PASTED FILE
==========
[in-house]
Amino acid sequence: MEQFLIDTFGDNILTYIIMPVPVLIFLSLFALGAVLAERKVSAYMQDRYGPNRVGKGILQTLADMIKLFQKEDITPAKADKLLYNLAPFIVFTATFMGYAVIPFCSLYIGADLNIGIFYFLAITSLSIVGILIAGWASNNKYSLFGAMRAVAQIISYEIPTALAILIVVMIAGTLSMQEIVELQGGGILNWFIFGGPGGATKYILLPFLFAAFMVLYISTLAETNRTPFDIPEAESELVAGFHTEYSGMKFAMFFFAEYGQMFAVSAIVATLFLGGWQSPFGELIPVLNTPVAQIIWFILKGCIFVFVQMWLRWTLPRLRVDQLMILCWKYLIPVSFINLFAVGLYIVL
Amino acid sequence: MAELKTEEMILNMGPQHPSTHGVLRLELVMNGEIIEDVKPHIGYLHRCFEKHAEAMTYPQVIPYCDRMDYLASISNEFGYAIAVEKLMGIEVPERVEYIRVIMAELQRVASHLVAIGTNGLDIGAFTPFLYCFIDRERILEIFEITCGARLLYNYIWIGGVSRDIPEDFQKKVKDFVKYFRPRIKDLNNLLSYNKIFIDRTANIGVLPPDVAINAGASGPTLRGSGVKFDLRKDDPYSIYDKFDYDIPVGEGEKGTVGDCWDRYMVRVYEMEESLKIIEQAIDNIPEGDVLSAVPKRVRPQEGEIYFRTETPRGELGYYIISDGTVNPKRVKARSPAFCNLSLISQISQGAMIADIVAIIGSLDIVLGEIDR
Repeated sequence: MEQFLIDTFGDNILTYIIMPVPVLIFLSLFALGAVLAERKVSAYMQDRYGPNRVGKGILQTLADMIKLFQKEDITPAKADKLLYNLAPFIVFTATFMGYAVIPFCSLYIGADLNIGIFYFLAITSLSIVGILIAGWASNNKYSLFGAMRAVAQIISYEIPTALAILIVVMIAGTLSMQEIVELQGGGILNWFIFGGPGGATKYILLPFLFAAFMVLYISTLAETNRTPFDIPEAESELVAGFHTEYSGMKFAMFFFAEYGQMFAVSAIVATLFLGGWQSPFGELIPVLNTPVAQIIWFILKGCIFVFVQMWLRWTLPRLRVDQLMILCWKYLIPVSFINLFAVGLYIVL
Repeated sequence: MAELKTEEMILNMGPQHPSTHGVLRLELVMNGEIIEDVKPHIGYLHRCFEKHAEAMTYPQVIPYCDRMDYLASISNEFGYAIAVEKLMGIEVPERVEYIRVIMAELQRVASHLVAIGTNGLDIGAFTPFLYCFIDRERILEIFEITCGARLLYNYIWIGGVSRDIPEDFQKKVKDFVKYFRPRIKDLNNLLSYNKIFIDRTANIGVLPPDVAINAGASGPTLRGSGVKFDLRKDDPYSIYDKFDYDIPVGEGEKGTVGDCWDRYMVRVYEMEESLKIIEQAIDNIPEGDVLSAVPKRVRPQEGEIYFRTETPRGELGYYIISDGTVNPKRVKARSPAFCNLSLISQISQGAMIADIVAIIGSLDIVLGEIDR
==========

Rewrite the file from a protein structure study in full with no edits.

[in-house]
Amino acid sequence: MEQFLIDTFGDNILTYIIMPVPVLIFLSLFALGAVLAERKVSAYMQDRYGPNRVGKGILQTLADMIKLFQKEDITPAKADKLLYNLAPFIVFTATFMGYAVIPFCSLYIGADLNIGIFYFLAITSLSIVGILIAGWASNNKYSLFGAMRAVAQIISYEIPTALAILIVVMIAGTLSMQEIVELQGGGILNWFIFGGPGGATKYILLPFLFAAFMVLYISTLAETNRTPFDIPEAESELVAGFHTEYSGMKFAMFFFAEYGQMFAVSAIVATLFLGGWQSPFGELIPVLNTPVAQIIWFILKGCIFVFVQMWLRWTLPRLRVDQLMILCWKYLIPVSFINLFAVGLYIVL
Amino acid sequence: MAELKTEEMILNMGPQHPSTHGVLRLELVMNGEIIEDVKPHIGYLHRCFEKHAEAMTYPQVIPYCDRMDYLASISNEFGYAIAVEKLMGIEVPERVEYIRVIMAELQRVASHLVAIGTNGLDIGAFTPFLYCFIDRERILEIFEITCGARLLYNYIWIGGVSRDIPEDFQKKVKDFVKYFRPRIKDLNNLLSYNKIFIDRTANIGVLPPDVAINAGASGPTLRGSGVKFDLRKDDPYSIYDKFDYDIPVGEGEKGTVGDCWDRYMVRVYEMEESLKIIEQAIDNIPEGDVLSAVPKRVRPQEGEIYFRTETPRGELGYYIISDGTVNPKRVKARSPAFCNLSLISQISQGAMIADIVAIIGSLDIVLGEIDR
Repeated sequence: MEQFLIDTFGDNILTYIIMPVPVLIFLSLFALGAVLAERKVSAYMQDRYGPNRVGKGILQTLADMIKLFQKEDITPAKADKLLYNLAPFIVFTATFMGYAVIPFCSLYIGADLNIGIFYFLAITSLSIVGILIAGWASNNKYSLFGAMRAVAQIISYEIPTALAILIVVMIAGTLSMQEIVELQGGGILNWFIFGGPGGATKYILLPFLFAAFMVLYISTLAETNRTPFDIPEAESELVAGFHTEYSGMKFAMFFFAEYGQMFAVSAIVATLFLGGWQSPFGELIPVLNTPVAQIIWFILKGCIFVFVQMWLRWTLPRLRVDQLMILCWKYLIPVSFINLFAVGLYIVL
Repeated sequence: MAELKTEEMILNMGPQHPSTHGVLRLELVMNGEIIEDVKPHIGYLHRCFEKHAEAMTYPQVIPYCDRMDYLASISNEFGYAIAVEKLMGIEVPERVEYIRVIMAELQRVASHLVAIGTNGLDIGAFTPFLYCFIDRERILEIFEITCGARLLYNYIWIGGVSRDIPEDFQKKVKDFVKYFRPRIKDLNNLLSYNKIFIDRTANIGVLPPDVAINAGASGPTLRGSGVKFDLRKDDPYSIYDKFDYDIPVGEGEKGTVGDCWDRYMVRVYEMEESLKIIEQAIDNIPEGDVLSAVPKRVRPQEGEIYFRTETPRGELGYYIISDGTVNPKRVKARSPAFCNLSLISQISQGAMIADIVAIIGSLDIVLGEIDR